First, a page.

Earlier that week, I’d been sitting at reception with Maria and Chelsea. It was that precise moment in the late afternoon when the minutes drag towards home time. So when a younger Sudanese boy fronts up to reception, the girls perk up and watch with interest. The boy is arguing his suspension. Three detentions earn you a brief suspension, and he doesn’t want to tell his parents. He claims all the buses were delayed, which is why he was late. A male teacher is passing and stops to tell him just to take the punishment, go to class. But the boy argues on, and on. The hard-bitten receptionist is having none of it. “I looked on the bus website,” she says. “No incidents found. There were no delays.” The boy changes story without a blink. Now it’s because he had to take his younger cousins to primary school. This might actually be true. But the receptionist isn’t in the market for an alternate timeline. “You’re giving me a headache,” she says. Maria whispers: “They’re always looking for an excuse.” And there it is – the judgment, even though Maria is one of the Anglo/Europeans closest to the African kids.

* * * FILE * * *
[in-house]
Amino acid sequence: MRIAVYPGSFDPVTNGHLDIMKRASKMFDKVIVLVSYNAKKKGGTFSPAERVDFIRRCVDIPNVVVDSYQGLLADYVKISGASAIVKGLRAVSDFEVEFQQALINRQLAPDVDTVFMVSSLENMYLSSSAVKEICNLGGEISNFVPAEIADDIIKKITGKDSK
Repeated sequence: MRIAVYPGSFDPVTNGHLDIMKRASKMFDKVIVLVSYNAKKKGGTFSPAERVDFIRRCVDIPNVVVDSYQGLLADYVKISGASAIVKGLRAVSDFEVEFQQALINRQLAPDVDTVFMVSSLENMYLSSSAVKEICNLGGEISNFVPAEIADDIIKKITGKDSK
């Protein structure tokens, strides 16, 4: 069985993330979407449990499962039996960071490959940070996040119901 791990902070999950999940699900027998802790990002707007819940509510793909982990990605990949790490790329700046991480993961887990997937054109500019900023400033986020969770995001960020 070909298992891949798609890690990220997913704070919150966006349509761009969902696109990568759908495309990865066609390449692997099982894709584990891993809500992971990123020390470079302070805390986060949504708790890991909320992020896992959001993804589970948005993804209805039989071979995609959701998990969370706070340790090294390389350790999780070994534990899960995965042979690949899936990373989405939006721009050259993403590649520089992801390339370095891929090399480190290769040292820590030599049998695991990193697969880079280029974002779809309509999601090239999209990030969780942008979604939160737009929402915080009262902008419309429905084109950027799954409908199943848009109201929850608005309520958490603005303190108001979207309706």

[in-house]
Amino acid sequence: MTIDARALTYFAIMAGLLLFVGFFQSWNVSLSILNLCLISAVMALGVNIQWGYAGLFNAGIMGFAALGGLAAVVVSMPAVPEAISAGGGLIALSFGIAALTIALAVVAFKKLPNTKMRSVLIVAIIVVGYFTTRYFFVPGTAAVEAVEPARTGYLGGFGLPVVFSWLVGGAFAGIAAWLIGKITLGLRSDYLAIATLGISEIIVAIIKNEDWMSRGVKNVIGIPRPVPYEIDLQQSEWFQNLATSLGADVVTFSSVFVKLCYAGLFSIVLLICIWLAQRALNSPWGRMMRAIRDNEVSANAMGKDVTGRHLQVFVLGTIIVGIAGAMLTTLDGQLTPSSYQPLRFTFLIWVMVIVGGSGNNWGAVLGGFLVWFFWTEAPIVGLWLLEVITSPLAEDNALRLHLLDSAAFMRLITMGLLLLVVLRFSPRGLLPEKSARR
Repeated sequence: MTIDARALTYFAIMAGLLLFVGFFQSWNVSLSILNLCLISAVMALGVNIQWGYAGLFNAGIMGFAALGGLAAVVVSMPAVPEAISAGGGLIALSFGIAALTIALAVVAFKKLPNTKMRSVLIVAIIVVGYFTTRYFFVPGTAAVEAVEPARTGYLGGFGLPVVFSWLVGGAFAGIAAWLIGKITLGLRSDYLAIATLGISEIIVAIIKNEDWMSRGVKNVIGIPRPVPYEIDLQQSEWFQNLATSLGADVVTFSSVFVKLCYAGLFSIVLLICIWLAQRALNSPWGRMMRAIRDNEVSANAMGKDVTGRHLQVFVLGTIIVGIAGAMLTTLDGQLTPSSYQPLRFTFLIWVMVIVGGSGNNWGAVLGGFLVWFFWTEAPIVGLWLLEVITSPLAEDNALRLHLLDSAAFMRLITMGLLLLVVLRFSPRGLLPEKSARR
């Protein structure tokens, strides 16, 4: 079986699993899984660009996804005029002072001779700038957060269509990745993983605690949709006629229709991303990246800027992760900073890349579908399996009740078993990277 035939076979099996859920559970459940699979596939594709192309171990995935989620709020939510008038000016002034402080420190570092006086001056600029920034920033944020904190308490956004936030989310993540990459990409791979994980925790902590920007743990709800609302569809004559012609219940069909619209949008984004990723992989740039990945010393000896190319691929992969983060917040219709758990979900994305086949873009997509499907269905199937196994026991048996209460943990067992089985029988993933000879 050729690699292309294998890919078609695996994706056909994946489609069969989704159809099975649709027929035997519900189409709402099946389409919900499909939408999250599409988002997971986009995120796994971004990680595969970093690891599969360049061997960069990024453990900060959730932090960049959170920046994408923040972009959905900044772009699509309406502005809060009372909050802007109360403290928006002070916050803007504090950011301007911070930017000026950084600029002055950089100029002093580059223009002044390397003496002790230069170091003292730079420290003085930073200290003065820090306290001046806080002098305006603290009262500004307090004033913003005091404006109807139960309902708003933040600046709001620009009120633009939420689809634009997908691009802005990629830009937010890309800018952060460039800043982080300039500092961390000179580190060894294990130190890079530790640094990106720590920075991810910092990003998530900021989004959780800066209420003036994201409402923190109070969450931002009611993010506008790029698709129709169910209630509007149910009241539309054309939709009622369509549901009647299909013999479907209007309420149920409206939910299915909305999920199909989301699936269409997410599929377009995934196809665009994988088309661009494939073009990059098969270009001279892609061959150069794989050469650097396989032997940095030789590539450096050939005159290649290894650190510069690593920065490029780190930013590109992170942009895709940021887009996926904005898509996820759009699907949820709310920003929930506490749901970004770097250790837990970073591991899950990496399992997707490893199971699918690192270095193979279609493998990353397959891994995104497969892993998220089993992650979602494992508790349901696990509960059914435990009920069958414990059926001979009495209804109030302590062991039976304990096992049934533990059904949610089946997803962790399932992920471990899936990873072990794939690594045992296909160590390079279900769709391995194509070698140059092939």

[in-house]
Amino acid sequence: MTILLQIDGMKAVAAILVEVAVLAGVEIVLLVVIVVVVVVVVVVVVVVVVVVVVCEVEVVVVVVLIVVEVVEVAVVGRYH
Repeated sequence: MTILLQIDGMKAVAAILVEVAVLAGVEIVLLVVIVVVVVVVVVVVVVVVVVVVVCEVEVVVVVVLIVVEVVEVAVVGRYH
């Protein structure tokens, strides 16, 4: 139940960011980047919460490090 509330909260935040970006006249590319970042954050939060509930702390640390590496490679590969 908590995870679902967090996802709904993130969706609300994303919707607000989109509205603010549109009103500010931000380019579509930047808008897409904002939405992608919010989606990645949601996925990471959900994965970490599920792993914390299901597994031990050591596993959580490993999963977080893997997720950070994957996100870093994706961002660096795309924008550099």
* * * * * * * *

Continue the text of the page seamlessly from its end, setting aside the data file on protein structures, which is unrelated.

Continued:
I puzzle over this for a while, until the boy storms off. Once he’s gone, Maria softens her views. “Mind you, they are too strict on attendance. If you’re three minutes late for class, you get a detention. Forget a detention, suspended. Three suspensions, expelled.” Chelsea nods. “It’s too strict.”

In the common room, Aadan – escaping the detention he thought was inevitable – plunges into his work. His English oral is tomorrow, and he’d been asked to argue something he’s ambivalent about – that gays should be allowed to wed. The teacher’s own opinion is clear – she makes Trump jokes in class, signals her lefty tribe. The same sex marriage survey is in full swing, and the debate in the media and online is getting nasty.  

You can still argue something you’re unsure of, right? Aadan sniffs. “The teacher is an atheist, so she’s for it. She made clear it was better to argue for it, saying there weren’t as many good logical arguments for the other side, that an opponent could tear them down easily.” Well – that’s probably true, I say. But what do you really think? He shifts on his seat, and tries truth. “I don’t really care either way. What they do is up to them.”